Women's Soccer Steams Ahead in Pursuit of National Title
Juergen Huettner was in a bind.
St. Louis Community College’s women’s soccer coach, who would be leaving with his team at 3 o’clock for Independence, Mo., and a game against Metropolitan Community College-Blue River, would be unable to make it to practice at 1 p.m. Instead of calling off the practice, he simply turned over leadership duties to his captain, Jessica Smugala, and the rest of his sophomore class for the day.
Huettner knows that college athletes can be notoriously fickle. He also knows this year’s group of women’s soccer players at STLCC is not your average team. While many college coaches may question the level of productivity that would result from players policing themselves, the Archers have earned that level of respect from their leader. Others are also taking notice.
A bystander who happened to be at the Meramec field that day took inventory of the scene. A full roster of players yelling at and exhorting each other, running at full speed from drill to drill, with no coach in sight. Days later, the bystander sought out Huettner to compliment his team.
“They said they had never seen anything like it,” Huettner said. “They’ve never seen a team practice as hard and as intense as they did without a coach there. I was very impressed to hear that.”
Such a scenario was a long way removed from the soccer program Huettner took over when he received the head-coaching job for STLCC-Forest Park five years ago. Huettner took over a program that lacked the numbers, the player leadership and the level of recent success that his team currently enjoys.
“After I got the job, I looked at the team picture from the previous year,” Huettner said. “There were 11 players. No subs. Nobody expected anything. They just wanted to fill out a team.”
While the program at Forest Park began to take root under Huettner, it flourished when he was named head coach after the program became districtwide in 2011. Recruiting became much more fruitful, and in two years’ time, Huettner and assistant coaches Alex McDonald and Mike Cucchi have built a title contender.
The lean years of pre-Huettner Forest Park soccer have moved so far in the rearview mirror, they become unrecognizable in contrast with the Archers of today.
The Archers established themselves regionally last year, defeating Parkland College in the district playoff following a Region XVI title to earn a spot in the NJCAA Women’s Soccer Tournament. The program’s meteoric rise under Huettner has not been lost on his players, who take a measure of pride in their role in the turnaround.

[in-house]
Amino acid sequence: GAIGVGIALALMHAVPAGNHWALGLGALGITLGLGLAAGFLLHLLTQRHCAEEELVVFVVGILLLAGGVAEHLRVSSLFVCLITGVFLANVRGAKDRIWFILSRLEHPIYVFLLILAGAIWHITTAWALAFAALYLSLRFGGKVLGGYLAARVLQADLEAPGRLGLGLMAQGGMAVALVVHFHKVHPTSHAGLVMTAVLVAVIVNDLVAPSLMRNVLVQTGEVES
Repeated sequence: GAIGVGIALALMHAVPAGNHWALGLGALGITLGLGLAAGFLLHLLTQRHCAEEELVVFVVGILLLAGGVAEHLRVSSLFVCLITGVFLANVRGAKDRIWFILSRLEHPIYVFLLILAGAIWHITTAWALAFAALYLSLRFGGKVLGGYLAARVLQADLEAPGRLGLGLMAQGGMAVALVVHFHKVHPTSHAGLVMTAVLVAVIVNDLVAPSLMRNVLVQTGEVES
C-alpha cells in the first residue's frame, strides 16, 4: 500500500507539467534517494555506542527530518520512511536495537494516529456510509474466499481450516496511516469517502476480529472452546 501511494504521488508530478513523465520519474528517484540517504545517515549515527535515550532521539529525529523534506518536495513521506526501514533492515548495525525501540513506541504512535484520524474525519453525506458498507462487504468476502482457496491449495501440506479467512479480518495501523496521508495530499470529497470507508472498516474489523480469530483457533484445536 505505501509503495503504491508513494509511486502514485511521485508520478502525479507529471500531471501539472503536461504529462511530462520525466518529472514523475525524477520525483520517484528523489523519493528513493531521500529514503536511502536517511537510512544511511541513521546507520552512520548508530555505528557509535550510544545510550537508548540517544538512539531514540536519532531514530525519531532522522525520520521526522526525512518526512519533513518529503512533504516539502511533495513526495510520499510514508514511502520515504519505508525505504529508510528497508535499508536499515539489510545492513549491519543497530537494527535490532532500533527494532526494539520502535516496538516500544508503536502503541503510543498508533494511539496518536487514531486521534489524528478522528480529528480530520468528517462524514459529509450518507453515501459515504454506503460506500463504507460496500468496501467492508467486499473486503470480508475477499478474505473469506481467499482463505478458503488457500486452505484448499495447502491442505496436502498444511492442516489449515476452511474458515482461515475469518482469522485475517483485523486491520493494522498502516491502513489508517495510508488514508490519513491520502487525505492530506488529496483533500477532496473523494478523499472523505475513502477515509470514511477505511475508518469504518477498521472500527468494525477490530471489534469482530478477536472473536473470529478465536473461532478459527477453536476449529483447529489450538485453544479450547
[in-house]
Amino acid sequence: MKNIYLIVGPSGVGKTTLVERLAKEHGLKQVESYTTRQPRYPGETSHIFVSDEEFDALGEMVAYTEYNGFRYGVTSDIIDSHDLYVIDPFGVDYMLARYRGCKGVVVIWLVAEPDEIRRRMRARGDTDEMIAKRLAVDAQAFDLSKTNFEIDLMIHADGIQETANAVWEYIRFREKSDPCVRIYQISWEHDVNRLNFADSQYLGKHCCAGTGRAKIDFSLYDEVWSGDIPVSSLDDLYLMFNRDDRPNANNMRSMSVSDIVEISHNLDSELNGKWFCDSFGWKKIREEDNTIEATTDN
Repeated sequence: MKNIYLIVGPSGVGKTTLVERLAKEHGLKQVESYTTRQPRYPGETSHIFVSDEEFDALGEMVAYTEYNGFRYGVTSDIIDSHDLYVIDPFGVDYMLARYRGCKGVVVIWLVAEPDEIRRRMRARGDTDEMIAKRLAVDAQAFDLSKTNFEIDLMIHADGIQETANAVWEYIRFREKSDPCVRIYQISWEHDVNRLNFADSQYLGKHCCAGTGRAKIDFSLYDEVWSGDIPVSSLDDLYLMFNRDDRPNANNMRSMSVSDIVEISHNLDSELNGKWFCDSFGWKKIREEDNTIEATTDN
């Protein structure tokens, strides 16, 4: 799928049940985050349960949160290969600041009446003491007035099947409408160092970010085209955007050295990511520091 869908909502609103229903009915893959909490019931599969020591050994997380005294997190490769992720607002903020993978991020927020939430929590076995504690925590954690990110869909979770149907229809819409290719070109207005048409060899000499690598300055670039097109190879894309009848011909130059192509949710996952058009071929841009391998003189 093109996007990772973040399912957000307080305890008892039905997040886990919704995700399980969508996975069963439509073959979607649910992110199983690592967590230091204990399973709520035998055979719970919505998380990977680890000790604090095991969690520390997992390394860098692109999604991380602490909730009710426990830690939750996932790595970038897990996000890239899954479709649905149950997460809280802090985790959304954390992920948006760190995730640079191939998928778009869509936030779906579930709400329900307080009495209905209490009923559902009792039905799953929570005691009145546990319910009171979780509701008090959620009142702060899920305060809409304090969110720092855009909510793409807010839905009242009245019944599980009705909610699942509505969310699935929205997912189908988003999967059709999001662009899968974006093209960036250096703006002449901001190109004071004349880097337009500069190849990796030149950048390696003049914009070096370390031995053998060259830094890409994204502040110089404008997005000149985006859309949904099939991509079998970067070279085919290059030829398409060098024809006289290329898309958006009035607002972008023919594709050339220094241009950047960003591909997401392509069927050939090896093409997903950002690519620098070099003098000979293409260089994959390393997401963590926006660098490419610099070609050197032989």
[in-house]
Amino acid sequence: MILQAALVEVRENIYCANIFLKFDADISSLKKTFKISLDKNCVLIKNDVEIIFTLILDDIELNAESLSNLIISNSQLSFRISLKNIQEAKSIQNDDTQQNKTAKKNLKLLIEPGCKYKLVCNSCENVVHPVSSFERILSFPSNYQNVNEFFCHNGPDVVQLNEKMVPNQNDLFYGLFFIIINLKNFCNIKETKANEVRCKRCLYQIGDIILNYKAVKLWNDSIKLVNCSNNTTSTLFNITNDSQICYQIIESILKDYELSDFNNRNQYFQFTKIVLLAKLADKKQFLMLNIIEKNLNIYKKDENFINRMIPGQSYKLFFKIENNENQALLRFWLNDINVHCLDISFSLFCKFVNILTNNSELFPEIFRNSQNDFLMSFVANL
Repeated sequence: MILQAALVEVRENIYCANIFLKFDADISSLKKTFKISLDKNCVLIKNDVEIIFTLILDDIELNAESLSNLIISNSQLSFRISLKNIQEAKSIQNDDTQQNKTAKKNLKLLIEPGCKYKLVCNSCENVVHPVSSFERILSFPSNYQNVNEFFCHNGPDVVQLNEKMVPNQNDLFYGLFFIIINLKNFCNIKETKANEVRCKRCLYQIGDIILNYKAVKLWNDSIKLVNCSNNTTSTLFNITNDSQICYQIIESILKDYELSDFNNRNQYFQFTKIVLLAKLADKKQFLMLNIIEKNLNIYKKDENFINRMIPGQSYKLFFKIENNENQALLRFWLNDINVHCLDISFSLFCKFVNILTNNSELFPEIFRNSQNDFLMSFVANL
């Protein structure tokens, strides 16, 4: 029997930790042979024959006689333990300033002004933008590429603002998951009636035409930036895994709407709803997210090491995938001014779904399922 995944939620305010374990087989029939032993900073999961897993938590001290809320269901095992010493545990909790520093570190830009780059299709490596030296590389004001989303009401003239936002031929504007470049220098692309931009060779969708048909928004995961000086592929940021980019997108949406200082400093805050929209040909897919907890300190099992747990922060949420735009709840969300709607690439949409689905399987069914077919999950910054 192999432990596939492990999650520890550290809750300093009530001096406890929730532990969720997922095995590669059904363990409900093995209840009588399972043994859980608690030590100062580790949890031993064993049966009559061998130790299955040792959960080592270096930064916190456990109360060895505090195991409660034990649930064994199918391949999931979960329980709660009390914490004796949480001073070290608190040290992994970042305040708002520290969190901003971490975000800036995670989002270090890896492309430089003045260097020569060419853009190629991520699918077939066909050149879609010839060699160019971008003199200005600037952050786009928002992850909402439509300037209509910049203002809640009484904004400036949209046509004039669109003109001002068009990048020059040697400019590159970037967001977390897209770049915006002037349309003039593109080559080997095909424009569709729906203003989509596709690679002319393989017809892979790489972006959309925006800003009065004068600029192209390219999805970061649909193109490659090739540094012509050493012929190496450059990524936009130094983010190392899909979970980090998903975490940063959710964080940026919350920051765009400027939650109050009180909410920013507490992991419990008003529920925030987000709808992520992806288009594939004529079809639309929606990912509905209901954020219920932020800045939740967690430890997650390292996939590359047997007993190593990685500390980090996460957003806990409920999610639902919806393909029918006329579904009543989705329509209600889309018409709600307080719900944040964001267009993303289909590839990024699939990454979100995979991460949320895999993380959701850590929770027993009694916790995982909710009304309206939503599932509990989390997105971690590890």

“Going to nationals for the first time in 10 years, we made history,” sophomore defender Donna Jolliff (Seckman) said. “It’s just a great feeling that people will remember us, our team.”
A year later, STLCC is armed with many of the same impact players, who seek to push the program a step further.
The Archers opened their season with exhibition games against three area four-year schools, and went 1-1-1, including a win over NCAA Division III’s Webster University and a 1-1 tie against McKendree University, a Division II program. The team opened the regular season with another 1-1 tie, this one against Eastern Florida State College (formerly Brevard Community College). Brevard finished last year as the second-ranked team in the nation. While players expected to make a title run this year, it was the Eastern Florida State game – perhaps more than any other – that gave them a glimpse of where this team could finish.
“Last year, I don’t think we really knew what to expect (at nationals),” Smugala said. “We played hard teams last year, but at nationals, it’s a whole different level. We couldn’t play up to that level then. This year, playing the teams we played in Florida, we know a little more of what to expect. Tying the second team in the nation, that was a cool feeling.”
A Complete Program
Huettner hasn’t exactly reinvented the wheel with the Archers. There’s no smoke-and-mirrors in his approach, nothing particularly revolutionary. But what he does have is a determined coaching staff whose preparation and efforts in the offseason have charted a much different path for STLCC women’s soccer.
“It’s really pretty simple,” Huettner said. “We have a good team because we have great players, and we have great players because our coaches have been working hard in the offseason to recruit. If you’re sitting around waiting for players to come to you, it’s not going to work.”
In that recruiting, Huettner has sought players who not only possess college-ready skill sets, but also the character and adaptability that has been a hallmark of his teams. The result has been a self-motivated team with excellent chemistry and players who keep each other accountable – with or without coaches present.
“Family is a big part of working well on a team,” Jolliff said. “If your family is not connected, you’re not going to connect anywhere else. When we’re perfect with each other on and off the field, it shows. It showed a lot last year when we went to nationals, and we’re making our way again.”
It’s that level of expectation, that striving for perfection, that has been a direct reflection of Huettner. While the Archers look nothing like the team that Huettner inherited, his vision for the program has not yet been entirely fulfilled.
“We take pride in (the success),” Huettner said. “We’re very proud of where we are, but we don’t want to rest. We’re not satisfied with just being good. There’s no question about it.”